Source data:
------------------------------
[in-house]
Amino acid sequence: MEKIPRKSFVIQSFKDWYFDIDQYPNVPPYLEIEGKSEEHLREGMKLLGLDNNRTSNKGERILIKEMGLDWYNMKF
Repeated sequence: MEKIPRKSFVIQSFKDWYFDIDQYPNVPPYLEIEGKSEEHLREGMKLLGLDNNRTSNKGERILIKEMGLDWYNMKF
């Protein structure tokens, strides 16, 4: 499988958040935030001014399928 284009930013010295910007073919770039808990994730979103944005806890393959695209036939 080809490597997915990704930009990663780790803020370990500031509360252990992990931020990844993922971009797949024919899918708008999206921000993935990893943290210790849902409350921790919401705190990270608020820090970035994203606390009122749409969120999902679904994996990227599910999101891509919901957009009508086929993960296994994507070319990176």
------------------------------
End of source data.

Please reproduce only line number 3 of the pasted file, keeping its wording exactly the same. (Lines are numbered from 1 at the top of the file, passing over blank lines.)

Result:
Repeated sequence: MEKIPRKSFVIQSFKDWYFDIDQYPNVPPYLEIEGKSEEHLREGMKLLGLDNNRTSNKGERILIKEMGLDWYNMKF